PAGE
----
24. See notes 70, 72 infra; Comment, Narcotics Regulation, 62 YALE LJ. 751 (1952). 

25. 258 U.S. 280 (1922). See pages 741-4 infra. 

26. United States v. Doremus, 249 U.S. 86 (1919). 

27. 249 U.S. 96 (1919). 

28. Webb v. United States, 249 U.S. 96, 99 (1919). 

29. Id. at 99-100. 

30. 254 U.S. 189 (1920). 

31. Id. at 194. 

32. Enough, as the Supreme Court noted, for over 3,000 standard injections. United States v. Behrman, 258 U.S. 280, 299 (1922).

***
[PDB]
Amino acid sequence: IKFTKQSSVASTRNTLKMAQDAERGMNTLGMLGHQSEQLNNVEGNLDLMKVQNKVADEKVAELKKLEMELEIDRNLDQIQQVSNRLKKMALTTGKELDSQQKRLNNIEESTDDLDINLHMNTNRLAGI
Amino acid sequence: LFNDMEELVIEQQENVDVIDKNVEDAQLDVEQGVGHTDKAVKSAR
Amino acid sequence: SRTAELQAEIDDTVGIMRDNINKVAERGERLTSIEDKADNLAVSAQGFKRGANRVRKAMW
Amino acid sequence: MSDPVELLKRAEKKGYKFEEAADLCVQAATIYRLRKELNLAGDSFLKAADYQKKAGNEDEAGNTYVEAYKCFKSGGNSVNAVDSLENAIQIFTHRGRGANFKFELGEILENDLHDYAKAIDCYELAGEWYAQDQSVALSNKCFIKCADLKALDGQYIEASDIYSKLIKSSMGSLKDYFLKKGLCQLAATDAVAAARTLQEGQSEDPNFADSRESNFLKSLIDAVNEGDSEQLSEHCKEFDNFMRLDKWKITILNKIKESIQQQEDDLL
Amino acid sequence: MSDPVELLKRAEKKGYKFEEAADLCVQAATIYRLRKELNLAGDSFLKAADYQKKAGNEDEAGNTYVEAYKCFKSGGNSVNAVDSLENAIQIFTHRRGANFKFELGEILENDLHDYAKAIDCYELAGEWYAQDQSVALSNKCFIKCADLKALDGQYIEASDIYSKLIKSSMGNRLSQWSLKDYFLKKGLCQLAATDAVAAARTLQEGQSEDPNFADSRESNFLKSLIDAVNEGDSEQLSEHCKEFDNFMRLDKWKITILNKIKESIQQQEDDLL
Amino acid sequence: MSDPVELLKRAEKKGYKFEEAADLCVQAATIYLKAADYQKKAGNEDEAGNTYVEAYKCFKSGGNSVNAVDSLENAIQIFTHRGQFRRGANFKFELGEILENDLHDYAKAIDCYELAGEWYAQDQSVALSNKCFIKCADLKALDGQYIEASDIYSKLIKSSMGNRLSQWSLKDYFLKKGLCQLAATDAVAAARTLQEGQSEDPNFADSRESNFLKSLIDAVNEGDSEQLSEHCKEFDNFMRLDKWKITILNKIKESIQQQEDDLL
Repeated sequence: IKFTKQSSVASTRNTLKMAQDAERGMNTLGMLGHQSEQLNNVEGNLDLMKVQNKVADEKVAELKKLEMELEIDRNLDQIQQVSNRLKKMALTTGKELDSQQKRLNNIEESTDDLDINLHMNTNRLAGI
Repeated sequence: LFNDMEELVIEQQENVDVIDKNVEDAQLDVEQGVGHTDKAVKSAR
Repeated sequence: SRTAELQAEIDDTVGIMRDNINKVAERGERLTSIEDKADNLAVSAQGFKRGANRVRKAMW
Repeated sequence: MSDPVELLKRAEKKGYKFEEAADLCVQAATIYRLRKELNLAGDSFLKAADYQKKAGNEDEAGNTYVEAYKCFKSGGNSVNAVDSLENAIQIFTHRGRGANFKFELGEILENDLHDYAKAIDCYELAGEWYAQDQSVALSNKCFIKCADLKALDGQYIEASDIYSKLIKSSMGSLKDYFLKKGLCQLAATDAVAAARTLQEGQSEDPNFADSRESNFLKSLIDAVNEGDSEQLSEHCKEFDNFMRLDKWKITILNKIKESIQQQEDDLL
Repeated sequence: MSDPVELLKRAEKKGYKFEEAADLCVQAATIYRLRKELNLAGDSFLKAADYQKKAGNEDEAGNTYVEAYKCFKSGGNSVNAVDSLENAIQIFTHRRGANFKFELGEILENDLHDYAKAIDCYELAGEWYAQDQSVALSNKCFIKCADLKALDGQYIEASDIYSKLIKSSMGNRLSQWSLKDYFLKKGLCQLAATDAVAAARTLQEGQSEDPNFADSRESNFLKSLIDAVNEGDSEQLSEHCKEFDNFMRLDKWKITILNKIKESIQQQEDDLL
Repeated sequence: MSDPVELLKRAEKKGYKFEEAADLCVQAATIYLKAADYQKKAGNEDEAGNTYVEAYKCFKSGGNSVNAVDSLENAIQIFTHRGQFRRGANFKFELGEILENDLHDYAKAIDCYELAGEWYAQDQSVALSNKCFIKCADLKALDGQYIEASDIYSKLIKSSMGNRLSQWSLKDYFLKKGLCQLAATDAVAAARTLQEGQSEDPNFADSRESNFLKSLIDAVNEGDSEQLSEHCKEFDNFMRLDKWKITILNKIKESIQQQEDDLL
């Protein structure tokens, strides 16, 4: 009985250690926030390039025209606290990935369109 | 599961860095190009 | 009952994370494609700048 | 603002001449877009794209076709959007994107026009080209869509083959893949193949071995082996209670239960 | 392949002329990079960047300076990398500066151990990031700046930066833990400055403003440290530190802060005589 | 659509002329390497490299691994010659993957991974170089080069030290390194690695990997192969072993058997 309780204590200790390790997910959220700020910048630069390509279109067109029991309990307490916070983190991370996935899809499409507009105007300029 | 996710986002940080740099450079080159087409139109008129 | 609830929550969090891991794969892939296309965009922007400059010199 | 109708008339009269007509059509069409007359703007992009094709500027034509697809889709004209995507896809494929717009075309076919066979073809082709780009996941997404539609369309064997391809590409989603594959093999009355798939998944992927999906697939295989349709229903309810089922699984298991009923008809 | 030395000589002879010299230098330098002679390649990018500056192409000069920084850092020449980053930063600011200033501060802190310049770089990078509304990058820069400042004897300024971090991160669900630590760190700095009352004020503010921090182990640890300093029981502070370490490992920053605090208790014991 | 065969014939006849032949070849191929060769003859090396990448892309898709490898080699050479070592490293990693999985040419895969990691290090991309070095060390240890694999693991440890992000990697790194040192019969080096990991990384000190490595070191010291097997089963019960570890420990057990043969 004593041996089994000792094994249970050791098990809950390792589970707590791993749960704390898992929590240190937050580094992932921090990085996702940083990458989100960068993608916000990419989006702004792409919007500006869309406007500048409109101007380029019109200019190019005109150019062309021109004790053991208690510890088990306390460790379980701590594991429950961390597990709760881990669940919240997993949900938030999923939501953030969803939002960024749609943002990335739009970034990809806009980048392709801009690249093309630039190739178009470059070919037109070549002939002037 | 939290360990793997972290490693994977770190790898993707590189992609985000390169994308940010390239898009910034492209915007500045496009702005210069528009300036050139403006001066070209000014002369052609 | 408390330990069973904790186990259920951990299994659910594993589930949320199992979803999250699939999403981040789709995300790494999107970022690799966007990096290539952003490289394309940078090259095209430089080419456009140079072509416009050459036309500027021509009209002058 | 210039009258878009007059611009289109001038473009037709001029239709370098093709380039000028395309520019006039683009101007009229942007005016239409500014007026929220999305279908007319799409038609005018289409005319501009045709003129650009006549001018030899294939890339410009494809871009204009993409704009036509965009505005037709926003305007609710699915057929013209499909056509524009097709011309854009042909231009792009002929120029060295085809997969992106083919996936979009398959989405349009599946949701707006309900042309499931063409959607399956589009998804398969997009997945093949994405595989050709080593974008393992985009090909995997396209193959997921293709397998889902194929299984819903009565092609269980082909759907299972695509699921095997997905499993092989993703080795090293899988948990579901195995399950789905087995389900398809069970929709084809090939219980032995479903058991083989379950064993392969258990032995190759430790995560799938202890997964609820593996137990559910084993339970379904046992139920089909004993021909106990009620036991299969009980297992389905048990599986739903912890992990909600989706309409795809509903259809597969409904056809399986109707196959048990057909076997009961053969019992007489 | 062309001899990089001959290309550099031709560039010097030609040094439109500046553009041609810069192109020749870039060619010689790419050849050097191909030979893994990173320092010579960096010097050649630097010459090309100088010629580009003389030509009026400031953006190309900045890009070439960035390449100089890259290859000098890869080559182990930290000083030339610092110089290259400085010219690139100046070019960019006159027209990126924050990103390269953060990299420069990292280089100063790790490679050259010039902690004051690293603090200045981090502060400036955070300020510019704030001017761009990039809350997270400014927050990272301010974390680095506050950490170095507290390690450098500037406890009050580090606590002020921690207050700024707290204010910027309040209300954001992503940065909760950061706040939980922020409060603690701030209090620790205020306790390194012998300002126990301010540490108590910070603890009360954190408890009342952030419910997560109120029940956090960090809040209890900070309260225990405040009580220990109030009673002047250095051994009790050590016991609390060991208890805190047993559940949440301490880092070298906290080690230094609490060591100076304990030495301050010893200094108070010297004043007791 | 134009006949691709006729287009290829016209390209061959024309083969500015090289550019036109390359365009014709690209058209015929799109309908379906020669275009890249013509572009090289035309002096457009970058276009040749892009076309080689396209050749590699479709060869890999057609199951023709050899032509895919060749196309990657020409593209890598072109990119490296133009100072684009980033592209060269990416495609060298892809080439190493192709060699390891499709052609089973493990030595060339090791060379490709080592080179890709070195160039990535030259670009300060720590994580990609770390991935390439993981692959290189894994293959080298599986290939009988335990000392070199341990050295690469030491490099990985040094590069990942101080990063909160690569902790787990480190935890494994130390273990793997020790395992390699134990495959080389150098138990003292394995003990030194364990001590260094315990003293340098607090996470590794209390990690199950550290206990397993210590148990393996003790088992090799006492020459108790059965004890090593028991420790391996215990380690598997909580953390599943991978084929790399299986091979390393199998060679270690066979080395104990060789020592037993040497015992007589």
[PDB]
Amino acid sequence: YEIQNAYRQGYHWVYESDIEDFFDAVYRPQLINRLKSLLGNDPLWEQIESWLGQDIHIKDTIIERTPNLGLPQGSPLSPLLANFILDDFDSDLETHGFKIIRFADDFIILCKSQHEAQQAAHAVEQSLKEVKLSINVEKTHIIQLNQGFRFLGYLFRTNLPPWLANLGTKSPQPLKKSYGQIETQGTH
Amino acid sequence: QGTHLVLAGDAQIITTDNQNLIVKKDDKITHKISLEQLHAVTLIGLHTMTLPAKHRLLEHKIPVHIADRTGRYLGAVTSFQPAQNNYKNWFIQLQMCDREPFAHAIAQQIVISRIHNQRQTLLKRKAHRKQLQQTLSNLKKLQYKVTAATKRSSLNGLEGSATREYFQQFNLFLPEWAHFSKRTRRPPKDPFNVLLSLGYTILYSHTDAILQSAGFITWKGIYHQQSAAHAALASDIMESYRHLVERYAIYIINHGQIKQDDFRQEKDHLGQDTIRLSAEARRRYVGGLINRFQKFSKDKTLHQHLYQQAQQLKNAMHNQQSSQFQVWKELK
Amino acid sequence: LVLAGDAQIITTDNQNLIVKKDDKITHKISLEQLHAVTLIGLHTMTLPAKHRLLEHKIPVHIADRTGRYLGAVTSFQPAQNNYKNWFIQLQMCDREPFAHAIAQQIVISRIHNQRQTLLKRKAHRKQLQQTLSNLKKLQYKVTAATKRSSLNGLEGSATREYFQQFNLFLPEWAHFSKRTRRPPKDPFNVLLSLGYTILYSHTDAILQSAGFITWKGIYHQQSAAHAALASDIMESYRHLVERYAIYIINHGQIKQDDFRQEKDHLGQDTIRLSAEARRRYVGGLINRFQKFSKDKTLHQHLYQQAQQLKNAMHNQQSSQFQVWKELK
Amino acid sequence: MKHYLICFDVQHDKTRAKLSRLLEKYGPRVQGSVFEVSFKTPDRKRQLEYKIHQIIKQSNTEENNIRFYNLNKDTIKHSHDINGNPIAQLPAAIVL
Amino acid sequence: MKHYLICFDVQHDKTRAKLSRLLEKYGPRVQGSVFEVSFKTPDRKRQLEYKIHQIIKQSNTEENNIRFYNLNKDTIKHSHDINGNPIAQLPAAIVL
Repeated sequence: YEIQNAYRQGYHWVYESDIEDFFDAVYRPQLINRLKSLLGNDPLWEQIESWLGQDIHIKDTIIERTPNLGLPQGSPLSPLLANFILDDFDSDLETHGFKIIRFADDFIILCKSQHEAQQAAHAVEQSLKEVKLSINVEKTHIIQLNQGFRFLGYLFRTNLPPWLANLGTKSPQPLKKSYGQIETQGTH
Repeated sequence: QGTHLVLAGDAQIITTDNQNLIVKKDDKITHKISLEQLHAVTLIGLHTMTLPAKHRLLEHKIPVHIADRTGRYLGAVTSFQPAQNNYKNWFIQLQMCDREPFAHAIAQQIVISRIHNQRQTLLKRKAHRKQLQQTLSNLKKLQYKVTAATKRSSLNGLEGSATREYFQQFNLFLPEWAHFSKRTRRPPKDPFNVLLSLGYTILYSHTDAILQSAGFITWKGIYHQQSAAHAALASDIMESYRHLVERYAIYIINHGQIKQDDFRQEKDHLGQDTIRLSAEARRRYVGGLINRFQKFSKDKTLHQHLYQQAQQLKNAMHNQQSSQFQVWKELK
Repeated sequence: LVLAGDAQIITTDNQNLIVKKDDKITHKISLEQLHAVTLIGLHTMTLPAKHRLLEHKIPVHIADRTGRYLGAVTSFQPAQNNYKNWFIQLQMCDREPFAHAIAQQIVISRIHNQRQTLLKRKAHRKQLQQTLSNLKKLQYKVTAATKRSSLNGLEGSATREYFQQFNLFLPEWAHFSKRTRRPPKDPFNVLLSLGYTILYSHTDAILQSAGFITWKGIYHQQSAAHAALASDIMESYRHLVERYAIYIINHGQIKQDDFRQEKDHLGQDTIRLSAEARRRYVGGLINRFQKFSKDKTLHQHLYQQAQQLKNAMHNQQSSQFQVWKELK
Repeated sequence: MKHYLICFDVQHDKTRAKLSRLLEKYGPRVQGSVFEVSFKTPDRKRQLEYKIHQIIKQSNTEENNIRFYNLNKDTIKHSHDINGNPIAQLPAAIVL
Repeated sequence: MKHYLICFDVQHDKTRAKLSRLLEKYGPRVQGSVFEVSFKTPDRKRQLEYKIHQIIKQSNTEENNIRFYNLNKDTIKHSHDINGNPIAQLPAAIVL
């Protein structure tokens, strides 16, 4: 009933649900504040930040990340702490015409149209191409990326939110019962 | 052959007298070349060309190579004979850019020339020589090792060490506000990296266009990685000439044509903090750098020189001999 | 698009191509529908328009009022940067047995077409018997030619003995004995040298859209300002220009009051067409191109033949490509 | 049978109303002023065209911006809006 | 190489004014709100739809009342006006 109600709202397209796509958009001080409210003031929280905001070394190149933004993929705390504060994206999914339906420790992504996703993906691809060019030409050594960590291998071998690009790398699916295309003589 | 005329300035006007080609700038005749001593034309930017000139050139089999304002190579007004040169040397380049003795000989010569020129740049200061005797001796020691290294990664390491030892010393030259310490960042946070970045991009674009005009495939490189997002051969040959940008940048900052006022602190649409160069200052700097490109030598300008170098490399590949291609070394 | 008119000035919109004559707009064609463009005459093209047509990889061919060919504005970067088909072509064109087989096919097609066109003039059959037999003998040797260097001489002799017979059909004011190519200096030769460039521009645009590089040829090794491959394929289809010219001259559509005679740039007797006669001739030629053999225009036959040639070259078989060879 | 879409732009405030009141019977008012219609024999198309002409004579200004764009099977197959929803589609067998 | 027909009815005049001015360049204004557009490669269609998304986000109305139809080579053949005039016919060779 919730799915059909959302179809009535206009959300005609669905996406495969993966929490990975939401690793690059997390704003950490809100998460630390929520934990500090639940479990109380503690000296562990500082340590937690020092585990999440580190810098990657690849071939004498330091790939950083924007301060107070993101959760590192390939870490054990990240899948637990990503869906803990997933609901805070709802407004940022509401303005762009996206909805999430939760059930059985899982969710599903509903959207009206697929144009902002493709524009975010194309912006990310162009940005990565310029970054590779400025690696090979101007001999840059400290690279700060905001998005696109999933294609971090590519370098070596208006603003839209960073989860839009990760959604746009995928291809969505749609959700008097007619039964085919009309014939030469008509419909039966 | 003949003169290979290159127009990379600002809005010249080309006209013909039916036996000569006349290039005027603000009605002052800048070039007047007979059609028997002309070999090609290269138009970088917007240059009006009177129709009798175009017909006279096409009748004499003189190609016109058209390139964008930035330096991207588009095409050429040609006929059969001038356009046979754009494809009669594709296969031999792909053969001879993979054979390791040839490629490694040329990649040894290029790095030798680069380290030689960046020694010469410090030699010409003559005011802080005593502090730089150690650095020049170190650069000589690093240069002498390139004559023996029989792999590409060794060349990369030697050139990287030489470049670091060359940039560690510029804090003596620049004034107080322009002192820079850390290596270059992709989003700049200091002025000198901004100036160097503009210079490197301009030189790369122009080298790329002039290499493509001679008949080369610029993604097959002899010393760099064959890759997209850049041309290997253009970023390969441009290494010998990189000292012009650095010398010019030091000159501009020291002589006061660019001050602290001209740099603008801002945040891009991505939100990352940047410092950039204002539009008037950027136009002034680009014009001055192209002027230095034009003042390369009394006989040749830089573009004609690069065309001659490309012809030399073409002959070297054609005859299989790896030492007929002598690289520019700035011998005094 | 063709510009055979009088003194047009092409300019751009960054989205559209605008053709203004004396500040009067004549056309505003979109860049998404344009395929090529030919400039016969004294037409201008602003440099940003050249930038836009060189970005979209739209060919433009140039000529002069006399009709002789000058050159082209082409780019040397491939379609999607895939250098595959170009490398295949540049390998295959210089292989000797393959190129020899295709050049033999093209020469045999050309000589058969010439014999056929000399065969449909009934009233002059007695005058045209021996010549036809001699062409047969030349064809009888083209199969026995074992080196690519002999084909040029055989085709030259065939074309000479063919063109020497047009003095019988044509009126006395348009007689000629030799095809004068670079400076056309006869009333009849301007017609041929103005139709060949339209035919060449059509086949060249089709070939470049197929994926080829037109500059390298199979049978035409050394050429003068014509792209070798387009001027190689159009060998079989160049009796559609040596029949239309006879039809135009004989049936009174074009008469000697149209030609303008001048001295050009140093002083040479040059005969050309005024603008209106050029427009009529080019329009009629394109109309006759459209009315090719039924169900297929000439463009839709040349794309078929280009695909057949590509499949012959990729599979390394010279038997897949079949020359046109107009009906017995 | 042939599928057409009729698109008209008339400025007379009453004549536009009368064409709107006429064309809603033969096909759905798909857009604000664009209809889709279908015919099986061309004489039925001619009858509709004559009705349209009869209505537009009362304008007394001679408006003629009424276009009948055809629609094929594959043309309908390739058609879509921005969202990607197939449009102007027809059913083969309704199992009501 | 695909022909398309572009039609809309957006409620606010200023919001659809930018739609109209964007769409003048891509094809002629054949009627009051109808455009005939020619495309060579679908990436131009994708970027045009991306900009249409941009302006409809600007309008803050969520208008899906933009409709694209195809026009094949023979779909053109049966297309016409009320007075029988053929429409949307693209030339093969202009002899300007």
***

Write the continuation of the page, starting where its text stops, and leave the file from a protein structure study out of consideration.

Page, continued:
33. After reciting the delivery to the addict, one Willie King, the indictment alkeged: "that on said date the said Willie King was a person addicted to the habitual use of morphine, heroin and cocaine ;and known by the defendant to be so addicted; that on said date the said Willie King did not require the administration of either morphine, heroin, or cocaine by reason of any disease or condition other than such addiction. and the defendant did not dispense said drugs or any of them to said Willie King for the purpose of treating any disease or condition other than such addiction; that none of the said drugs so dispensed by the defendant was administered or intended by the defendant to be administered to the said Willie King by the defendant or by any nurse or person, other than the said Willie King, acting under the direction of the defendant, nor were any of said drugs consumed or intended by the defendant to be consumed by the said Willie King in the presence of the defendant, but all of said drugs were put in the physical possession and control of the said Willie King with the intention on the part of the defendant that the said Willie King would use same by self-administration in divided doses over a period of several days, the amount of each of each of said drugs dispensed as aforesaid being more than sufficient or necessary to satisfy the craving of the said Willie King therefor if consumed by him all at one time; that said Willie King was not at the time and place aforesaid, nor was he intended to be, during the period in which the drugs dispensed as aforesaid were to be used, by him, under the observation and physical control of the defendant or of any nurse or other person acting under the direction of the defendant, nor was said Willie King in any way restrained or prevented from disposing of said drugs in any manner he might see fit; that said drugs dispensed by the defendant to the said Willie King as aforesaid were not mixed with any other substance, medicinal or otherwise, but were in the form in which said drugs are usually consumed by persons addicted to the habitual use thereof to satisfy their craving therefor and were adapted for such consumption; against the peace . . . etc." Transcript of Record, pp. 2-3, United States v. Behrman, 258 U.S. 280 (1922). For a rather complete paraphrase of the indictment, see United States v. Behrman, 258 U.S. 280, 286-7 (1922).